Forgive me, reader, for I have sinned. Ok—maybe not sinned, but I broke the bubble of sitting at home for months on end in order to regain some sense of normalcy. If you haven’t caught on by now, I’m of course talking about the pandemic—after all, what else can we incessantly go on about, forever, just as it seemingly rages on—also forever.
Are you still intrigued? Do you pay attention to the headlines? Or are you finding yourself, like so many, exasperated and just plain over it?
They say there are two sides to every story, and with the way COVID-19 gets around, the story now has thousands of sides, with different beliefs, acceptances, and societal norms. This has led everyone to have some fractured sliver of what they will or will not do—and rationalize as normal behavior—during the pandemic. We’re in the midst of settling into month six, with summer becoming a fading memory, and the holiday gauntlet on the horizon. The one thing that seems to unite everyone, no matter what your stance is on masking, the threat level, or the seriousness, is that everyone’s tired.
We’re tired of restrictions, we’re tired of brands acting like babysitters and telling us how much they care about us, we’re tired of being told how long to wash our hands—and we’re tired of the other thousands of groups not having the same stance as we do personally.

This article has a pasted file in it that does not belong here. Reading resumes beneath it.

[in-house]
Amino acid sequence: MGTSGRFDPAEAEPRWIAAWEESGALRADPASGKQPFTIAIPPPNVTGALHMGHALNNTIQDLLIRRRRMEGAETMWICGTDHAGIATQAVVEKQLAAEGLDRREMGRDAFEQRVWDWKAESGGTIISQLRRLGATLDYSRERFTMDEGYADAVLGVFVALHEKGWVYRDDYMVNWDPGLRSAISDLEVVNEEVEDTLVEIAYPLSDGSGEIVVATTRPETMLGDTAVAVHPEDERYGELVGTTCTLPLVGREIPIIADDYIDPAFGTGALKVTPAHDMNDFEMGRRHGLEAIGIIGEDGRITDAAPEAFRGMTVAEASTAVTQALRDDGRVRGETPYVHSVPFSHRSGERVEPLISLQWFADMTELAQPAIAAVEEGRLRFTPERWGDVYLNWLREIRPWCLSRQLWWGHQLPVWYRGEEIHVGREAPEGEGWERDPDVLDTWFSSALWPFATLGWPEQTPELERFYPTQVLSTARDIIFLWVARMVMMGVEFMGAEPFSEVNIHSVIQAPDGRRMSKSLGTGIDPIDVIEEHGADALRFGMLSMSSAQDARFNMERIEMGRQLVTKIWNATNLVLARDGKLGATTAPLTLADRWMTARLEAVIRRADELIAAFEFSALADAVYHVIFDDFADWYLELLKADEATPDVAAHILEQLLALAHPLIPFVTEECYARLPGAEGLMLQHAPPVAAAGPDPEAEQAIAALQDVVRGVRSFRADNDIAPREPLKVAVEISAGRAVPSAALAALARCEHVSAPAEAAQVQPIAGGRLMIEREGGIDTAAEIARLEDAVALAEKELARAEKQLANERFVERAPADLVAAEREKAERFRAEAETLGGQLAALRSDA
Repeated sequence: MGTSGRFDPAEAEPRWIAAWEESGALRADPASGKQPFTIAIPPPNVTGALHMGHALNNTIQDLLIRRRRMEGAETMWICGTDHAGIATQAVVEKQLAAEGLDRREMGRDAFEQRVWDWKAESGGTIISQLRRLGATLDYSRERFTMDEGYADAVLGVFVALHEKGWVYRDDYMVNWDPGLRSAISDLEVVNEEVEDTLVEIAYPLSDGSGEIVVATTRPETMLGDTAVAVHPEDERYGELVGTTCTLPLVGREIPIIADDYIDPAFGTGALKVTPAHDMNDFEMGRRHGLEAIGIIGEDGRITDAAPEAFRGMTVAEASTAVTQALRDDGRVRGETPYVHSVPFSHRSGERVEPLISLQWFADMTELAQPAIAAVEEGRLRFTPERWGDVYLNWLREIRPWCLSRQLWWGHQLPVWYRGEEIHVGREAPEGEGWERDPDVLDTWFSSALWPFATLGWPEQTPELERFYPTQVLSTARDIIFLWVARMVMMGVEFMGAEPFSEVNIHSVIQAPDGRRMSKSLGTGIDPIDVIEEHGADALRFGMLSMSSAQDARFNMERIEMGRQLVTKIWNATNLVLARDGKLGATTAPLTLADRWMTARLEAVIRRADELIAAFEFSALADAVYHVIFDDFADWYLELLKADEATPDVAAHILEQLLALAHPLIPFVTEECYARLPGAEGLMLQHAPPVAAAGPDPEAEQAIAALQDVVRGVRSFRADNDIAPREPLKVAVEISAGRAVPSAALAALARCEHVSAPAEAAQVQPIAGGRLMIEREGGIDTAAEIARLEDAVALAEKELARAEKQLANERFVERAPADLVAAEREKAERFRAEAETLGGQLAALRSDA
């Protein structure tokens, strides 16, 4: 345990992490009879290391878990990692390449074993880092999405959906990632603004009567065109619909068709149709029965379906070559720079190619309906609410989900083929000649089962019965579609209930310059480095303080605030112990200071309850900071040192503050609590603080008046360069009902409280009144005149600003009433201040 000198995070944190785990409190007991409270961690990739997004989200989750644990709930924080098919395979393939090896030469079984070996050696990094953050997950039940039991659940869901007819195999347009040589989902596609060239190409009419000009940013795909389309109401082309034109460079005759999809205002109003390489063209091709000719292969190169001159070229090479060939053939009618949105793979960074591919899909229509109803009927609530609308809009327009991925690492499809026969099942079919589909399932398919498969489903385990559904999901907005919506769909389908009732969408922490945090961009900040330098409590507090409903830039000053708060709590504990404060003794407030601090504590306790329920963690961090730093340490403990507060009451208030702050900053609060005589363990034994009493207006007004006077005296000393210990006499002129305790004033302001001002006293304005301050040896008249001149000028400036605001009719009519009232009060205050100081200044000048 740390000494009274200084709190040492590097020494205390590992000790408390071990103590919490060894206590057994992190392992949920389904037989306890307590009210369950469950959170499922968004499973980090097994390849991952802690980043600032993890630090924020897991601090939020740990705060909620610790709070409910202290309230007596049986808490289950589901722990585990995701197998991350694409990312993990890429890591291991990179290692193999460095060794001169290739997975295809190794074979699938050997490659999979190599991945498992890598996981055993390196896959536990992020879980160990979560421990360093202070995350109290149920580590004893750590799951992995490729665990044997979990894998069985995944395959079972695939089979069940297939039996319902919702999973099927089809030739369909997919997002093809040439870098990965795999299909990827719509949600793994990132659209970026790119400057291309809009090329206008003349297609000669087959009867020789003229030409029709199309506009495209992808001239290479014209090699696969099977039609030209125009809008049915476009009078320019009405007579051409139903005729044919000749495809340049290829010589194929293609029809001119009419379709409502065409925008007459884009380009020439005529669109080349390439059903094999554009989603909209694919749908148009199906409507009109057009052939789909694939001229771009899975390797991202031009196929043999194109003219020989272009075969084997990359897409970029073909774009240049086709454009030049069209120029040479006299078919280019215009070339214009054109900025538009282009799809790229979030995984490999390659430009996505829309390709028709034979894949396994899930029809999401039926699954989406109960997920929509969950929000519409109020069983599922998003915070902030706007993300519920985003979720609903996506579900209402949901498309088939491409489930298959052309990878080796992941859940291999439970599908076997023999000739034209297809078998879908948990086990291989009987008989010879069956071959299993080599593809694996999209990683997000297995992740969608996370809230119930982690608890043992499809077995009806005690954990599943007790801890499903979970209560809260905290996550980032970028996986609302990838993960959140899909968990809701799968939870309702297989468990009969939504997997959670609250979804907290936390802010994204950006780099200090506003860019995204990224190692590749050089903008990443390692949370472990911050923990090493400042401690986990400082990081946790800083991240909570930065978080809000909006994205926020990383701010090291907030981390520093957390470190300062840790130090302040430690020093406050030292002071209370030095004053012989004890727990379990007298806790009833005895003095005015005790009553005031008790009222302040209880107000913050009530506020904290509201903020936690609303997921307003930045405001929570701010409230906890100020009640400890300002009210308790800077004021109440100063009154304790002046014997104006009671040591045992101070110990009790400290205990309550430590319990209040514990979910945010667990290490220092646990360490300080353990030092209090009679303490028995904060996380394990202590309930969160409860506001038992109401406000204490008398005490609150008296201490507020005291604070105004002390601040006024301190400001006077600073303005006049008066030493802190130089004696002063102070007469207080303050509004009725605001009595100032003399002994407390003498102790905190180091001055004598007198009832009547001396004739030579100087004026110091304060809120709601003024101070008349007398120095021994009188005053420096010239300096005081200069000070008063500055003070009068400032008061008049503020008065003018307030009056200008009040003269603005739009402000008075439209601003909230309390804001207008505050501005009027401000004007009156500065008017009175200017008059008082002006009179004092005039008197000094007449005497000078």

We’ve seen the “over it” mentality affect everything from personal appearances in work places to zoom etiquette and dining. Can you say baseball caps at the executive table? Zoom show and tell with your pets—or screaming kids, running through the background? How about ice cream for breakfast?
Divorce rates are up, deodorant sales are down, everyone has their Zoom shirt and jammies, those outside of the corporate world are masked their entire shifts, everyone has become the potential enemy to everyone else—it’s a divisive time, indeed. It has led to a new era where we have helicopter brands, helicopter families, and helicopter strangers, all watching our every move and, in some fashion, forcing us to rationalize our decisions and choices.
So, as this continues, and we look at the holiday season (and beyond) in masks, lockdowns, and this twilight-zone reality we’ve wound up in, how long before everyone else is “over it” too? Will we be sick of Christmas and Christmas shopping when it gets here? Are people tired of waiting around for holiday decorating—who wants Halloween to start in September just because it’s something to do?
And beyond the holiday season—what happens as we circle around to next year and we’re still battling this? How long can people hold out while they wait for normal to return?
While brands struggle to adapt to new behaviors and consumer needs, they’re not looking into the fact that people are truly “over it” and that, in itself, is not something a quick purchase or loyalty can fix.